Last fall, an employee at Bio Corporation, a small company in Alexandria, lowered a huge crate of live pigeons into a vat of water.
This was a standard procedure at Bio Corporation: death by drowning, so they could be sold to high schools, colleges and professional schools as dissection specimens. What they didn’t know was that an animal rights activist who had secretly gotten hired was taking video of the whole thing.
PETA released the clips, claiming that research has shown birds can survive up to 10 minutes underwater -- 10 minutes of hyperventilation, struggle, inhaling water, vomiting, aspiration of the vomit and chest spasms before they finally die.
Police investigated, and the City of Alexandria ended up charging Bio Corporation with 25 counts of animal cruelty. All were eventually dismissed. PETA puts the blame squarely on a statement sent by the University of Minnesota’s Carol Cardona.
Cardona is the chairwoman of avian health for the U of M’s College of Veterinary Medicine. She’s an expert in bird flu and interested in the role poultry plays in human health. Another of her disciplines is animal welfare, working with the poultry industry to make sure animals live well and die well before they become burritos.
“The public looks to veterinary professionals in their communities for guidance, and on a day to day basis, veterinarians are the guardians of animal welfare,” her bio says.
However, when Cardona was called to put in her two cents on the drowning pigeons case, she sided with Bio Corporation. She wrote a statement saying that she doesn’t believe birds underwater can live up to 10 minutes.
“It is my understanding that non-aquatic birds, including pigeons, do not hold their breath when they enter water and that death by drowning would be nearly instantaneous,” she wrote. And that doesn't constitute animal cruelty.
PETA wasn’t about to take this lying down. The organization insists, based on a pair of veterinary studies published in 2010 and 2013, that it can take a bird five to 10 minutes to drown. Besides, Cardona called drowning a technique a pest control company might use, and Bio Corporation isn’t a pest control company. It’s an animal dealer, licensed by the United States Department of Agriculture to sell animals and their parts. Federal law dictates they be killed humanely, and drowning, they say, is not a humane way to die.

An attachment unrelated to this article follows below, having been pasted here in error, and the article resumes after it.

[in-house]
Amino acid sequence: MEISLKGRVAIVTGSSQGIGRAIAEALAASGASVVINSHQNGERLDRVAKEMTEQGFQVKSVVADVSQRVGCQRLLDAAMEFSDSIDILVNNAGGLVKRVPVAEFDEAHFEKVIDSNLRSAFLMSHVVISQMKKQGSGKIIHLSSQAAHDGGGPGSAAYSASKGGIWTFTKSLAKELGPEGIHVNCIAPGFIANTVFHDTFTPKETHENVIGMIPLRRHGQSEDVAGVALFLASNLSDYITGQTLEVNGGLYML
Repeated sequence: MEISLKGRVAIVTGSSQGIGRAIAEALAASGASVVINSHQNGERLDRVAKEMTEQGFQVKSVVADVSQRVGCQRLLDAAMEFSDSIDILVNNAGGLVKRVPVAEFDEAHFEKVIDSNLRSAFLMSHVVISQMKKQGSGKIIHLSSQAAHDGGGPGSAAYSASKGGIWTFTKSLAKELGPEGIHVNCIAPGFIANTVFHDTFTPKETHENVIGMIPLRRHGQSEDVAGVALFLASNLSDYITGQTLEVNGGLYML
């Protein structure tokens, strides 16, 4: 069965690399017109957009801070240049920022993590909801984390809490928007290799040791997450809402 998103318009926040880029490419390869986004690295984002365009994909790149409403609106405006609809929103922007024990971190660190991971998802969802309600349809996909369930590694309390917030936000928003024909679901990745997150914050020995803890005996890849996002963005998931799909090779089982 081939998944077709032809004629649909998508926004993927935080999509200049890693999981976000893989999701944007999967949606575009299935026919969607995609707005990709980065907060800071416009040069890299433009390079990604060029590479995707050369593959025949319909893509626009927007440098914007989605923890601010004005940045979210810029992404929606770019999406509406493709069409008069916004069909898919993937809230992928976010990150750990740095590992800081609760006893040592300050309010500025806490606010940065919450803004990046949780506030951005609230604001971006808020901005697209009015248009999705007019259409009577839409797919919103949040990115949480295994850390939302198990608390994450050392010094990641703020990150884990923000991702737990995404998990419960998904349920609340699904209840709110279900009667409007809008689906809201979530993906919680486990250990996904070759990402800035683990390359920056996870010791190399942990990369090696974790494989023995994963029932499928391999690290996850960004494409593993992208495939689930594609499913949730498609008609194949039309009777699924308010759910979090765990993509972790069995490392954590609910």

The group sent a letter to the U of M’s compliance officer, the director of the Minnesota Board of Veterinary Medicine and the vice president of the American College of Poultry Veterinarians. They want Cordona investigated.
Julia Wilson at the Minnesota Board of Veterinary Medicine says she couldn’t even confirm she got a notice about the investigation, and Karen Grogan of the American College of Poultry Veterinarians says they're carefully reviewing all the documentation. Chuck Tombarge, U of M spokesperson, says the university is aware of PETA's concerns, and no decision has been made yet as to what the next steps will be -- if any. Cardona thinks she did the right thing anyway.
She remembers getting the call from Bio Corporation. No, she told them, it’s not animal cruelty, but that doesn’t mean you should be doing that stuff.
“So stop drowning the pigeons, and let’s work on another system for the humane killing of those birds,” she told them.
She helped Bio Corporation set up the same system the U of M uses to dispatch pigeons: a chamber filled with carbon dioxide, which renders the birds insensible before it kills them. With the problem solved and a better system in place, she felt comfortable telling the city of Alexandria that Bio Corporation wasn’t being intentionally cruel.
If she had been there when Bio Corporation was drowning those birds, she says, she would have immediately told them to stop. But she wasn’t there. Someone from PETA was, and they didn’t do that. Instead, they put it all online.
Time will tell what comes of the investigation.